On April 4, 2017, which was the 34th anniversary of the Space Shuttle Challenger’s maiden voyage, a modified NASA Gulfstream III took off at Edwards Air Force Base in California to become the first NASA aircraft to fly with a twisted wing flap configuration.
Meanwhile, inside NASA Armstrong Flight Research Center’s mission control center were engineers working the flight and validating technology to test improved flight efficiency through the use of a twisted flap. They watched their monitors, analyzed the flight’s early stages, and all wore headsets to listen in on communications – all except one.
In the front of the room, wearing no headset, sat a young systems engineer named Johanna Lucht who, on a day of firsts for NASA, became the first deaf engineer to carry out an active role in a NASA control center during a mission.
Read the full story on NASA's website.
"Many people dream of one day owning their own business -- a dream that's easier for some to live out than others. But as our Stef Manisero shows us, overcoming those hurdles can be awfully sweet" for entrepreneurs who are deaf. See the full story at Spectrum news.
Texas School for the Deaf wins the 2017 South Regional Academic Bowl held at the North Carolina School for the Deaf (NCSD) from February 9 through 12. The Gallaudet University Youth Programs and Gallaudet Unviersity Regional Center - South would like to congratulate 20 teams for participating in the South Regional Academic Bowl competition and to individuals and teams for receiving medals and awards for their achievements.
To find out about all the schools who competed and received awards see the Gallaudet University Announcement.
More than 20 teams from deaf schools across the south met at the North Carolina School for the Deaf on Friday for the Southern Regional Academic Bowl.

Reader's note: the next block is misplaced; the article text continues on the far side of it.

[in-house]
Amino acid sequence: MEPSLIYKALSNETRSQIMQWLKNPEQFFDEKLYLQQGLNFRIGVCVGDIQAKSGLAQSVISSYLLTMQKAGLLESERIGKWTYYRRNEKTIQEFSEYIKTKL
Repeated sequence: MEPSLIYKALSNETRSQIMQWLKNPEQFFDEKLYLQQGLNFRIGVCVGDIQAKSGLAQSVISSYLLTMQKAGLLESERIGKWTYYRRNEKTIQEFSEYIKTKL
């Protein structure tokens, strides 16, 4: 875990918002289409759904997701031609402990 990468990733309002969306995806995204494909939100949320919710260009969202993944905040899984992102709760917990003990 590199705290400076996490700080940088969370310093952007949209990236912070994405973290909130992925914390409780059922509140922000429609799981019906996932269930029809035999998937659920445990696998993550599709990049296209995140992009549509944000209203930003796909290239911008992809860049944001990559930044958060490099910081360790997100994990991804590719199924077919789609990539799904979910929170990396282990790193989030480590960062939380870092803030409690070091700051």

Across the nation, approximately 80 deaf schools are competing in four different regional academic bowls that will lead the top four teams from each region to the national competition at Gallaudet University, a federally chartered private university for the education of the Deaf and hard of hearing in Washington, D.C.
Deaf school students from Texas, Alabama, Florida, Georgia, Kentucky, South Carolina and other states were in attendance.
To find out more, see the News Herald.
Esther Savage loves a lot of things. She loves practicing her cartwheels. She loves light saber duels with her mom – and tickle fights. Her giddy laughter is infectious. And like many 5-year-olds, she loves singing along to "Frozen." Just a few years ago, though, Esther wasn’t singing or saying anything.
She was a healthy, normal baby girl, and she was not hearing. She didn’t hear anything. She had no sound at all,” said Tiffany Savage, who adopted Esther in 2012. Esther was just a toddler in an orphanage in Haiti. Savage said when Esther was about 16 months old, she contracted severe meningitis, which damaged the hair follicles in her inner ear.
To listen to or read the story visit KERA News.